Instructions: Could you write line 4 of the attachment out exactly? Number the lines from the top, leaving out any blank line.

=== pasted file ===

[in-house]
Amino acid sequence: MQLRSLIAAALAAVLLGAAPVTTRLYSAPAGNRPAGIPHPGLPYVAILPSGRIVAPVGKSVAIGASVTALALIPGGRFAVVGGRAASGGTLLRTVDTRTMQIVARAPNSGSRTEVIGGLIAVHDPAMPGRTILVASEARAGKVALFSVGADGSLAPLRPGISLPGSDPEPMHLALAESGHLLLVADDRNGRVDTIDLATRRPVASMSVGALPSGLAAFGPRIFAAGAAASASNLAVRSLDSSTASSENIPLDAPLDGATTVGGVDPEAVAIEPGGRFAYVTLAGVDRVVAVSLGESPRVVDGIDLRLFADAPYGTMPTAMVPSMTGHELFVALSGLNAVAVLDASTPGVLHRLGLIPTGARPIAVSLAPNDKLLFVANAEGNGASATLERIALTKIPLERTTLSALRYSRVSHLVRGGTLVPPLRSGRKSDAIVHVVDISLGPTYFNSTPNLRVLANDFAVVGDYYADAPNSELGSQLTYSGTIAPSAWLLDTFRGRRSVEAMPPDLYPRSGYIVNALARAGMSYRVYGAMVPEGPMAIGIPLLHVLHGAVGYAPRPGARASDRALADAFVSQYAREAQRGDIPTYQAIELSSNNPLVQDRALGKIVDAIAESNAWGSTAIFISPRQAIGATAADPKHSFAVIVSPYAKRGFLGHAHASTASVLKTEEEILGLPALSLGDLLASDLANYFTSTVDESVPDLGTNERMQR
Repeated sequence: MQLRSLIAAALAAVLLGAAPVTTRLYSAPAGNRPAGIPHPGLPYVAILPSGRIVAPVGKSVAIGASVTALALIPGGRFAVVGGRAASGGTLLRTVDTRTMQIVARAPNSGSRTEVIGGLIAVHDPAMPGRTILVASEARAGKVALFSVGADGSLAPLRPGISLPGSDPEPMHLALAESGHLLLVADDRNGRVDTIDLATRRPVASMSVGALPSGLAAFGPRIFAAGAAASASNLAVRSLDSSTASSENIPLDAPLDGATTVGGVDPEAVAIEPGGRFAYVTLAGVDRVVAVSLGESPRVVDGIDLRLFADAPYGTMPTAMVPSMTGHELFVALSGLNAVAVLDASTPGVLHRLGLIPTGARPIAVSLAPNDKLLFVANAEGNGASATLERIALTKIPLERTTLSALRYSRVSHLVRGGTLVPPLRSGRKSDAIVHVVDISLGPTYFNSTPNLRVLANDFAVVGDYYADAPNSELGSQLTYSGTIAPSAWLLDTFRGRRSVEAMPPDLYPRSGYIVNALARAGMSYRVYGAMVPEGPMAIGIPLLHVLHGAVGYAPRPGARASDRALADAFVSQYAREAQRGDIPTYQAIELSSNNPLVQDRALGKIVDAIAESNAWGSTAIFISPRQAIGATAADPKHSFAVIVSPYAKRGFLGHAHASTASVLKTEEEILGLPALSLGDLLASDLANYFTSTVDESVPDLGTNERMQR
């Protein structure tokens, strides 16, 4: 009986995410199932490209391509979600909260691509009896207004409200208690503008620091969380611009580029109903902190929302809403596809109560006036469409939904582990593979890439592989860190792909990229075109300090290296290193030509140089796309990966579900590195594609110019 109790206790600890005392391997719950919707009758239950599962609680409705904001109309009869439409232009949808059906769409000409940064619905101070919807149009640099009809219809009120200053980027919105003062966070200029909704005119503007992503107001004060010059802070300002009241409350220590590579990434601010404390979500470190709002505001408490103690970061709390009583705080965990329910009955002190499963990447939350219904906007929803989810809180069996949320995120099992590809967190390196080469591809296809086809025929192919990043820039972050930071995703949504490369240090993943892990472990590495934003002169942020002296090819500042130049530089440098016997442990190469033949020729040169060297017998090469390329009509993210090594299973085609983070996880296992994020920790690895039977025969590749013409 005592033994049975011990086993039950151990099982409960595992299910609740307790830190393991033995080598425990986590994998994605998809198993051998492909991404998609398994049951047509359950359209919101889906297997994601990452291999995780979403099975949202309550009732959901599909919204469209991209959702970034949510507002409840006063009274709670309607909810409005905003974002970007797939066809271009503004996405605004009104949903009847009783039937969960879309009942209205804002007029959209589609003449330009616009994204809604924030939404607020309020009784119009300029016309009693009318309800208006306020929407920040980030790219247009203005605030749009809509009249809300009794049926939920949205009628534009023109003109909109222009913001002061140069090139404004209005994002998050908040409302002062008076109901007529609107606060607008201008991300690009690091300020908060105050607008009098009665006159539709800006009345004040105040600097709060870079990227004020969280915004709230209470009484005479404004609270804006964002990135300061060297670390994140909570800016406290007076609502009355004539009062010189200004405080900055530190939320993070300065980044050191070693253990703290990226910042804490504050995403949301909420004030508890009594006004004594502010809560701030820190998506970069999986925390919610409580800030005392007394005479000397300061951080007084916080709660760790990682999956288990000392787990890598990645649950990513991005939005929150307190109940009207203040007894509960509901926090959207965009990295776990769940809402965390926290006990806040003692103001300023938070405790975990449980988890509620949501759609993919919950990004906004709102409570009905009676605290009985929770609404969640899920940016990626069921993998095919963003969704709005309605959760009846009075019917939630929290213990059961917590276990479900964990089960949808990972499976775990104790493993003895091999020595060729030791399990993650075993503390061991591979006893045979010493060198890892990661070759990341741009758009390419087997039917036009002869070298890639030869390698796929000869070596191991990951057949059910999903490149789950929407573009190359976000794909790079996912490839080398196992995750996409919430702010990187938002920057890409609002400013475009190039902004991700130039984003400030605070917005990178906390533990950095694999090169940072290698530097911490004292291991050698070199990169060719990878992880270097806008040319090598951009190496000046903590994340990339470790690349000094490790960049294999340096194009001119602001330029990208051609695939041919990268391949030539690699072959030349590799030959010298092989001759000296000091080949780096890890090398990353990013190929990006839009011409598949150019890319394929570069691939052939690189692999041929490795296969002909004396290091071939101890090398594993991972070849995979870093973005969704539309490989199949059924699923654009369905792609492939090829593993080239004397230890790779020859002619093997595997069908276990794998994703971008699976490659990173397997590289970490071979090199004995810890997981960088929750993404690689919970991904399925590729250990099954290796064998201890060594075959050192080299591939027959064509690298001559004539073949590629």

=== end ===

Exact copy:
């Protein structure tokens, strides 16, 4: 009986995410199932490209391509979600909260691509009896207004409200208690503008620091969380611009580029109903902190929302809403596809109560006036469409939904582990593979890439592989860190792909990229075109300090290296290193030509140089796309990966579900590195594609110019 109790206790600890005392391997719950919707009758239950599962609680409705904001109309009869439409232009949808059906769409000409940064619905101070919807149009640099009809219809009120200053980027919105003062966070200029909704005119503007992503107001004060010059802070300002009241409350220590590579990434601010404390979500470190709002505001408490103690970061709390009583705080965990329910009955002190499963990447939350219904906007929803989810809180069996949320995120099992590809967190390196080469591809296809086809025929192919990043820039972050930071995703949504490369240090993943892990472990590495934003002169942020002296090819500042130049530089440098016997442990190469033949020729040169060297017998090469390329009509993210090594299973085609983070996880296992994020920790690895039977025969590749013409 005592033994049975011990086993039950151990099982409960595992299910609740307790830190393991033995080598425990986590994998994605998809198993051998492909991404998609398994049951047509359950359209919101889906297997994601990452291999995780979403099975949202309550009732959901599909919204469209991209959702970034949510507002409840006063009274709670309607909810409005905003974002970007797939066809271009503004996405605004009104949903009847009783039937969960879309009942209205804002007029959209589609003449330009616009994204809604924030939404607020309020009784119009300029016309009693009318309800208006306020929407920040980030790219247009203005605030749009809509009249809300009794049926939920949205009628534009023109003109909109222009913001002061140069090139404004209005994002998050908040409302002062008076109901007529609107606060607008201008991300690009690091300020908060105050607008009098009665006159539709800006009345004040105040600097709060870079990227004020969280915004709230209470009484005479404004609270804006964002990135300061060297670390994140909570800016406290007076609502009355004539009062010189200004405080900055530190939320993070300065980044050191070693253990703290990226910042804490504050995403949301909420004030508890009594006004004594502010809560701030820190998506970069999986925390919610409580800030005392007394005479000397300061951080007084916080709660760790990682999956288990000392787990890598990645649950990513991005939005929150307190109940009207203040007894509960509901926090959207965009990295776990769940809402965390926290006990806040003692103001300023938070405790975990449980988890509620949501759609993919919950990004906004709102409570009905009676605290009985929770609404969640899920940016990626069921993998095919963003969704709005309605959760009846009075019917939630929290213990059961917590276990479900964990089960949808990972499976775990104790493993003895091999020595060729030791399990993650075993503390061991591979006893045979010493060198890892990661070759990341741009758009390419087997039917036009002869070298890639030869390698796929000869070596191991990951057949059910999903490149789950929407573009190359976000794909790079996912490839080398196992995750996409919430702010990187938002920057890409609002400013475009190039902004991700130039984003400030605070917005990178906390533990950095694999090169940072290698530097911490004292291991050698070199990169060719990878992880270097806008040319090598951009190496000046903590994340990339470790690349000094490790960049294999340096194009001119602001330029990208051609695939041919990268391949030539690699072959030349590799030959010298092989001759000296000091080949780096890890090398990353990013190929990006839009011409598949150019890319394929570069691939052939690189692999041929490795296969002909004396290091071939101890090398594993991972070849995979870093973005969704539309490989199949059924699923654009369905792609492939090829593993080239004397230890790779020859002619093997595997069908276990794998994703971008699976490659990173397997590289970490071979090199004995810890997981960088929750993404690689919970991904399925590729250990099954290796064998201890060594075959050192080299591939027959064509690298001559004539073949590629």